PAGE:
But it turns out that during his time there were actually two groups of thinkers who called it into question. One actually said that giving is the teaching of fools and idiots because nothing good comes of it. That was the teaching of the annihilationists, that basically said no matter what happens in human life, everybody just dies and that’s it. Everybody’s wiped out, so nothing that you do for anybody serves any real purpose because nobody’s of any real worth. The only good things in life are immediate pleasures.

The other people who questioned the principle of giving were the determinists. If what everybody does is determined by forces outside of them, there’s no real virtue in giving, there’s no freedom there: That’s what they taught. So if somebody gives you something, it wasn’t because they had the choice not to give it. They just had to. So there’s no real virtue there, no real merit.

Of course, as you can imagine, this kind of thinking is very detrimental to social life at large, which may be one of the reasons why the Buddha repudiated it. But his reasons go deeper than that. Sometimes you hear that dana is a 2,500-year-old tradition. But it goes way back further than that. It goes back to the beginnings of human society. It’s what enables us to live together.

And it gives us good practice in two things: One, realizing that letting go can have good consequences. And two, it’s an expression of our freedom. As I said the other day: You realize, when you give something, that you were free not to give it.

When you were a little child, this was probably your first experience of freedom. You had a choice to hold on to something and use it yourself or to give it away. And there’s a happiness that comes from giving it away.

So when the Buddha starts out a lot of his teachings with the principle of generosity, with the principle of giving, he’s trying to tap into that experience of the happiness that can come from letting go of something that you’ve been enjoying. That principle is an important part of getting the mind into deeper states of concentration, and it’s also an important part of discernment.

Because a lot of discernment is learning to let go of your unwillingness to examine things you’ve been holding on to. We hold on to our sensual desire, we hold on to our ill will, we hold onto our sloth and torpor.

When the mind gets sleepy, it’s very easy for us to say, “I’d like to go along with that.” Then you have all kinds of excuses for, “Well, my mind is getting bleary, this concentration is not working. It’s time to give up.” If you give up every time you get sleepy, the concentration goes nowhere. It develops no strength.

The same with restlessness and anxiety: It’s a negative thought pattern, but there’s a part of the mind that sometimes enjoys it, that likes worrying about the future, thinking that somehow by worrying about the future you can keep bad things at bay. Now, there is a certain use in planning for the future and anticipating future difficulties. But when it becomes obsessive, then it’s unhealthy. And again, it’s not helpful for the concentration, not helpful for getting the mind in a position where it can really can see things clearly for what they are.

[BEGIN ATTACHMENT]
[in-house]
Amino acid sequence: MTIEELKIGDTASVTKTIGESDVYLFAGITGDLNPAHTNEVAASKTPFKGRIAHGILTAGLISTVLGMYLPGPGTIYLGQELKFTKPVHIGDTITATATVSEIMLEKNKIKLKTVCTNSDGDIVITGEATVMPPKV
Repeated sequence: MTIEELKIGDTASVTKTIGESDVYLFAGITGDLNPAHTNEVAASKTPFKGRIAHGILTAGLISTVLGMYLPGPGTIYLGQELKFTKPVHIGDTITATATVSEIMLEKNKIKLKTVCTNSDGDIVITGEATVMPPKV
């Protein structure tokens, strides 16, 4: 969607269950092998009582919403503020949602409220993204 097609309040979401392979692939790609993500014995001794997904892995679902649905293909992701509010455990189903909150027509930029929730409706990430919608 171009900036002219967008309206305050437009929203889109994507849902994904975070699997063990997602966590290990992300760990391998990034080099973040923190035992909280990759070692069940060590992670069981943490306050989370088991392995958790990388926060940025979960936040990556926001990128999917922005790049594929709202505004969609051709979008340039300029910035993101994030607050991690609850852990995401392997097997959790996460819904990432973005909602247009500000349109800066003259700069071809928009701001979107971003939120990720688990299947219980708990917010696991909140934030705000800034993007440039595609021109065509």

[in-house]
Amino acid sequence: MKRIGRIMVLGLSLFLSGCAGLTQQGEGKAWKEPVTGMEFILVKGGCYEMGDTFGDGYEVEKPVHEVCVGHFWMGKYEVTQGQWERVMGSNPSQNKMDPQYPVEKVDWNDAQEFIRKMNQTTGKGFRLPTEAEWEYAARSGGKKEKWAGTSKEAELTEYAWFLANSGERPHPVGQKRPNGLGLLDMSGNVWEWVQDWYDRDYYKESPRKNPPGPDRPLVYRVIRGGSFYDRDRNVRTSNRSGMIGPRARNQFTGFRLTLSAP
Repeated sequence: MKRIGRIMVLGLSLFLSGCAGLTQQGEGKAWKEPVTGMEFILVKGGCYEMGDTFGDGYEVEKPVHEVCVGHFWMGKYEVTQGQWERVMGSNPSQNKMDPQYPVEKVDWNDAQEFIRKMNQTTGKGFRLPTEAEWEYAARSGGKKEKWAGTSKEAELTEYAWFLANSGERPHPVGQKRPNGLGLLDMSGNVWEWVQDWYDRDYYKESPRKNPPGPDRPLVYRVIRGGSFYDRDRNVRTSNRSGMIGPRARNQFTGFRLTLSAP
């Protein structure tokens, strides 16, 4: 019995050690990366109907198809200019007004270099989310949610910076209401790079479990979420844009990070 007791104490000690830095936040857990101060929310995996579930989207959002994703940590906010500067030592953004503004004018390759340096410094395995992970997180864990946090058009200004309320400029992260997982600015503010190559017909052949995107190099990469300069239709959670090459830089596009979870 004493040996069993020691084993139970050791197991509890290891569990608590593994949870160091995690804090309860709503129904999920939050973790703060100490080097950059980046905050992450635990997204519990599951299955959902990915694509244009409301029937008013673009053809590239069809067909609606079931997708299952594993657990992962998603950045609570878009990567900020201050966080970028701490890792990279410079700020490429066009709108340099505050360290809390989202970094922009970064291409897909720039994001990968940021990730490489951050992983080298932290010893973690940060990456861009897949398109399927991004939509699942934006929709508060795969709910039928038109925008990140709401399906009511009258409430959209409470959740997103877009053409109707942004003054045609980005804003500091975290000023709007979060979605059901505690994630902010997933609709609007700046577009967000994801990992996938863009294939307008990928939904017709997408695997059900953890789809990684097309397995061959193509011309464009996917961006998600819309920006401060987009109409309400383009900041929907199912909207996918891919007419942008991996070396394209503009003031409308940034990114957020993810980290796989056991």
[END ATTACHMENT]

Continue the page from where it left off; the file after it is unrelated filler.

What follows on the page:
The same with doubt, uncertainty: We often have our reasons for liking to hold on to it. An unwillingness to commit. An unwillingness to change ourselves. But only when you begin to see the drawbacks of that kind of thinking can you really get the mind into concentration.

So the practice of relinquishment, the practice of generosity, letting go: These are all tied together. And they all help in the practice of concentration. If you’re going to stay with the breath, you have to let go of anything else that comes into the range of your awareness, no matter how amazingly wonderful or desirable or stylish or glamorous or whatever it may seem. If you’ve had practice in letting go, giving things away, it’s a lot easier to take the leap, to give this practice the benefit of the doubt: Maybe it would be a good thing to let go. Especially when dealing with the hindrances: That attitude right there is more than half the battle.

The commentaries give lots of practices for how to overcome the defilements, but the most important one is that you actually learn to see them as a problem. Because so often when a defilement arises, you’re willing to go along with it.

A sensual desire arises and you say, “It’s time the mind had a little bit of pleasure.”

Or ill will arises and that person really does deserve to suffer and you’d really like to see that person suffer.

Sloth, drowsiness come along and you say, “I really do need to sleep.”

Anxiety: “You really do need to worry about these things.”

Uncertainty: “I’ve really can’t come down one side or the other on this issue, I can’t trust it."

That’s the kind of thinking that gets in the way. Once you can get over that kind of thinking, then the techniques for dealing with the hindrances, as they say in Thai, are like bananas: They’re so easy to peel.

So it’s good to reflect on this connection between letting go and getting the mind into right concentration. Remind yourself of all the good that has come in the past from times when you’ve let go and you’ve been generous. That helps get the mind in the right frame for actually doing the practice, for applying yourself to the doing side of the practice with a sense of commitment.

Because, as the Buddha said, the path is something that has to be tested, but it’s not tested in a desultory or half-hearted kind of way. You really have to give yourself seriously over to the path if you want to say that you’ve given it a fair test.